In less than two weeks, a malware injection that targets e-commerce Web pages has ballooned from 90,000 infected pages to more than 6 million.

The malware, called willysy, exploits a vulnerability in a popular online merchant platform, osCommerce, according to Web application security provider Armorize, of San Francisco.

When the company initially reported the injection on July 24, it found 90,000 infected pages. When it took another look at the malware on August 3, it found the injection had spread to some 6.3 million pages.

Although the identity of the perpetrators of the attacks by the malware could not be identified by Armorize, the company did trace the forays to eight IP addresses, all located in the Ukraine.

The attacks exploit three known vulnerabilities in version 2.2 of osCommerce. The exploits allow the attackers to place an invisible frame (iFrame) on the page and then inject malicious code (JavaScript) into the page, where it will infect visitors to the online store.

Once the infection makes it to shopper’s computer, it targets vulnerabilities in Java, Adobe Reader, Windows Help Center and Internet Explorer. Although the flaws in those programs targeted by the infection are known and have been patched, the attackers are betting that the user hasn’t patched all the programs.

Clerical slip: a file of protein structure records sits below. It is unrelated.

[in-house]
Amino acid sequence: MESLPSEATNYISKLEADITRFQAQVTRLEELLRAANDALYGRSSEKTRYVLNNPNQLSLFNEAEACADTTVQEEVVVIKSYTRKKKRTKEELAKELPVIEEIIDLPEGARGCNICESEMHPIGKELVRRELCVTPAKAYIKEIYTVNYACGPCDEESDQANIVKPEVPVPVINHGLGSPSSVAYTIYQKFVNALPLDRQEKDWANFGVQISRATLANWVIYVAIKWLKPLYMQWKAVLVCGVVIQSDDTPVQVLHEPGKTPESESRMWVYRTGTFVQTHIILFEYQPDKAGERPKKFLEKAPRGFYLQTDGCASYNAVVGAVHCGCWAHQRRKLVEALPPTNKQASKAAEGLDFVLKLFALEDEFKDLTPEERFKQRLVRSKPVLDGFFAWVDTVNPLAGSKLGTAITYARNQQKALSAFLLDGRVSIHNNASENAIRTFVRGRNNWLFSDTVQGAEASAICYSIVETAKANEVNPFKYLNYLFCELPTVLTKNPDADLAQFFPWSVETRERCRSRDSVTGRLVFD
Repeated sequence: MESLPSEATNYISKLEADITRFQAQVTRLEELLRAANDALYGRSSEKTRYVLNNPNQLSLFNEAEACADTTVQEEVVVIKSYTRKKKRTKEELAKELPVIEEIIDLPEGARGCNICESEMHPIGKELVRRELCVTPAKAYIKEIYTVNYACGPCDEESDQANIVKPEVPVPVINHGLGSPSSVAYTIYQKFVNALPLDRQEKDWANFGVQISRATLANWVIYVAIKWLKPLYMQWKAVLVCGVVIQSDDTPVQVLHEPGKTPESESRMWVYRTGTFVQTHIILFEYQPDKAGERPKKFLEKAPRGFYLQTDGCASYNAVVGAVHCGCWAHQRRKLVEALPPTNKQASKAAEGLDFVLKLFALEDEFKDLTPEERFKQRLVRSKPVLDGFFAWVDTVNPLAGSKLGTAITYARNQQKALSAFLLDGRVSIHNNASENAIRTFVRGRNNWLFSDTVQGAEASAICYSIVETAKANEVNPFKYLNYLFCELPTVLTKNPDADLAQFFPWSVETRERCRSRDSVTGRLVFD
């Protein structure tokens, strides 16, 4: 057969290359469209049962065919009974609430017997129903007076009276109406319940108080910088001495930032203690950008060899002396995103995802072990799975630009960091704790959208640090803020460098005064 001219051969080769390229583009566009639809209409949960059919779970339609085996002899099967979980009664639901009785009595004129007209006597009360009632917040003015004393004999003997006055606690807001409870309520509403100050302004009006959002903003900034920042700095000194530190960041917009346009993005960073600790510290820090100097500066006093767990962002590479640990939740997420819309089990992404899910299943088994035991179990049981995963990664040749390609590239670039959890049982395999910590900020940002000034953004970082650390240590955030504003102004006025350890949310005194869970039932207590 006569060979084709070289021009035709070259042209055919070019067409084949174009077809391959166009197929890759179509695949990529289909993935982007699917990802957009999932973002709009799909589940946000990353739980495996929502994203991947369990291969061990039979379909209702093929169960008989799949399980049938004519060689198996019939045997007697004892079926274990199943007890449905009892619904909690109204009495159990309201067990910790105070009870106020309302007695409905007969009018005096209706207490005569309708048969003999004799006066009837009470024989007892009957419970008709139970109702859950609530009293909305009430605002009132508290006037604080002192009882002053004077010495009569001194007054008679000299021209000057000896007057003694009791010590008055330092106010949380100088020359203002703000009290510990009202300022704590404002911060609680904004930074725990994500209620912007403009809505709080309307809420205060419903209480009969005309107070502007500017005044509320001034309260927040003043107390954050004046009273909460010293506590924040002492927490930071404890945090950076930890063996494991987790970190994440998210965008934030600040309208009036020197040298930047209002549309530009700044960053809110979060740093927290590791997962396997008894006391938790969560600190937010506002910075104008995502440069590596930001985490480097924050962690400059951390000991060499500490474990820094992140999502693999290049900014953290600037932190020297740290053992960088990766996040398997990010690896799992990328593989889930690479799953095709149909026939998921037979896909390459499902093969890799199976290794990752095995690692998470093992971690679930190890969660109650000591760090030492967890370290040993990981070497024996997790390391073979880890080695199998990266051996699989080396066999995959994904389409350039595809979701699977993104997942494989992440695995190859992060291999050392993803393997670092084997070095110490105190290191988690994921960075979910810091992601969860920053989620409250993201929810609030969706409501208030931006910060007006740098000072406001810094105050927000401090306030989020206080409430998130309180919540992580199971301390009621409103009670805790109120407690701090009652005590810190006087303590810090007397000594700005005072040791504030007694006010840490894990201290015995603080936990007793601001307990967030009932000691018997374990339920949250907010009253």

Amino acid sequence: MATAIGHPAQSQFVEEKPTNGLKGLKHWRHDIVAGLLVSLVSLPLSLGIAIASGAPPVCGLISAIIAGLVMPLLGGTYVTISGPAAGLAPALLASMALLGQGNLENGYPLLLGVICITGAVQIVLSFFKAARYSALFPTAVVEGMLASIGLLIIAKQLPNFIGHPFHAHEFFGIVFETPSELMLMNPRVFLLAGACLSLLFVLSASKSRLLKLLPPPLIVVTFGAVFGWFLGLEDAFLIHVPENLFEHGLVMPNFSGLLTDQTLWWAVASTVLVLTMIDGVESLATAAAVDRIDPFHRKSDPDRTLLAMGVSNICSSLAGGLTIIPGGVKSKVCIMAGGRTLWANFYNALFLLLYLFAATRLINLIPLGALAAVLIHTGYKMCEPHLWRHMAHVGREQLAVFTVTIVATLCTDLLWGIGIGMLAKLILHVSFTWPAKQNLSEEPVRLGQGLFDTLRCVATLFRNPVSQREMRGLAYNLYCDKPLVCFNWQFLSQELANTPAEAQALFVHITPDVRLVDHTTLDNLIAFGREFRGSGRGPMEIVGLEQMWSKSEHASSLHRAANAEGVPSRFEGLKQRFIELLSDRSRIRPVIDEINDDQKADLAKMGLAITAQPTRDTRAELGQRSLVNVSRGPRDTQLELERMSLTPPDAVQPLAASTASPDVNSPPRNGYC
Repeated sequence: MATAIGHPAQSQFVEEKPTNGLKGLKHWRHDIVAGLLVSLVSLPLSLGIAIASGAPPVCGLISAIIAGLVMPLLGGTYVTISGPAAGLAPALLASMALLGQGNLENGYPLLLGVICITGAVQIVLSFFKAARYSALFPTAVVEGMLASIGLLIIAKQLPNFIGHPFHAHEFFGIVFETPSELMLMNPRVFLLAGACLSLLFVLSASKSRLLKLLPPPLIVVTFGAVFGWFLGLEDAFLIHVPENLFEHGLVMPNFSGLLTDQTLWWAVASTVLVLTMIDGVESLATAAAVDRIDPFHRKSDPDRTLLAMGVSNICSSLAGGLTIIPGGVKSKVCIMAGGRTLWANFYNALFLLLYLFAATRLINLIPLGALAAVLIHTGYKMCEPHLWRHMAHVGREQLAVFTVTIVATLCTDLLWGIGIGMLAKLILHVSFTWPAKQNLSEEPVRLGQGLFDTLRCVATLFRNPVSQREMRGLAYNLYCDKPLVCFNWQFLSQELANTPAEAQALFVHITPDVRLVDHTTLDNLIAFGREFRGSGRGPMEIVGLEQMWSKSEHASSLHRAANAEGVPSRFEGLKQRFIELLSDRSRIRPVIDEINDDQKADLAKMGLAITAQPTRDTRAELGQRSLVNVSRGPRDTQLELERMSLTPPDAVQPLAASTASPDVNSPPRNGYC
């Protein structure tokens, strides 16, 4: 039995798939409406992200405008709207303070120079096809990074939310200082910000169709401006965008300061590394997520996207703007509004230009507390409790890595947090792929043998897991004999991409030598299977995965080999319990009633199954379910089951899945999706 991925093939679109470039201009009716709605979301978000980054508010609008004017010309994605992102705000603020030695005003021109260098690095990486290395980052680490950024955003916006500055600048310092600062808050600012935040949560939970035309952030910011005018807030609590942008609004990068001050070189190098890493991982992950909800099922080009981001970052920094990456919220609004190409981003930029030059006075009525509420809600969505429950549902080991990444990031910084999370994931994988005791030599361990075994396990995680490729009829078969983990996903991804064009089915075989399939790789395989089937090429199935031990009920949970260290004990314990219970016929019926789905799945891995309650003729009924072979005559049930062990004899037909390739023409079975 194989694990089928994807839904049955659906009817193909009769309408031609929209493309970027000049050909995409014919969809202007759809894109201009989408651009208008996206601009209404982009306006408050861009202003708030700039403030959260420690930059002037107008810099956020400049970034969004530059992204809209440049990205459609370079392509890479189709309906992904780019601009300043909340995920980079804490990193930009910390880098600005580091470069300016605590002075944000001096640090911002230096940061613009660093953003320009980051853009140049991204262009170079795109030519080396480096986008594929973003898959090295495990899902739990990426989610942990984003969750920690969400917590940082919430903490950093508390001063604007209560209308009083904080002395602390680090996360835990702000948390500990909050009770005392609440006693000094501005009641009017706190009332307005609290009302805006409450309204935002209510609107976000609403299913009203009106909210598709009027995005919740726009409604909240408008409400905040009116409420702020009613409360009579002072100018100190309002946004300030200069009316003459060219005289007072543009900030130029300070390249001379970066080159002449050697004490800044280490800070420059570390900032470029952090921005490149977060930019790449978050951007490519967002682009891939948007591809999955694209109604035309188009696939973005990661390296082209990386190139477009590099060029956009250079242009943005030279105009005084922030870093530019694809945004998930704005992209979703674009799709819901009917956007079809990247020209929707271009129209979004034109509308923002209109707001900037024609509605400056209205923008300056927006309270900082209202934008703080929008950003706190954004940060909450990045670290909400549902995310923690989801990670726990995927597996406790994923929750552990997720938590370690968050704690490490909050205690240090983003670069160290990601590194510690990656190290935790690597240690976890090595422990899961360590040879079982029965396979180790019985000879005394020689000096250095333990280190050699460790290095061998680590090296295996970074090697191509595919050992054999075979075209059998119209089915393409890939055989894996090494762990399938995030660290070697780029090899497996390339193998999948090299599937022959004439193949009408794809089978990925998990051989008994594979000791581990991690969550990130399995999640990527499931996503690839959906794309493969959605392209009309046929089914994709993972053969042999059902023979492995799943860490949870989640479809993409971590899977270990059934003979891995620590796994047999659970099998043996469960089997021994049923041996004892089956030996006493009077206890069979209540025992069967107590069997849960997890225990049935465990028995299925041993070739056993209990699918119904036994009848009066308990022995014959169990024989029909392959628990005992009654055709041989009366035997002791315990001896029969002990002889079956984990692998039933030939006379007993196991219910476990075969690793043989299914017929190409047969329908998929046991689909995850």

Even the exploitation of osCommerce itself depends on lax patch management by the shopping site, since the holes in the program used by the attackers were patched in version 2.3 of the software released in November of last year. Since that time, two versions of the offering have been released, 2.3.1 and 3.0.1.

According to osCommerce, the open source software is used by some 249,000 store owners, developers, service providers and enthusiasts.

Attacks like the one discovered by Armorize can be especially harmful to small and medium-size businesses (SMB), asserts Frank Kenney, a former Gartner analyst and vice president of Global Strategy at Ipswitch, a file transfer security company in Lexington.

Willysy’s progress (click to enlarge)Those companies typically don’t have the financial resources of larger firms so they’re attracted to open source programs like osCommerce and use off-the-shelf software in their operations. “Whenever you use off-the-shelf software, you have to understand there are data issues and all types of security vulnerabilities that exist.

While the makers of off-the-shelf software patch their programs often, he continued, the business still has to invest in the resources to insure that proper patch work is done.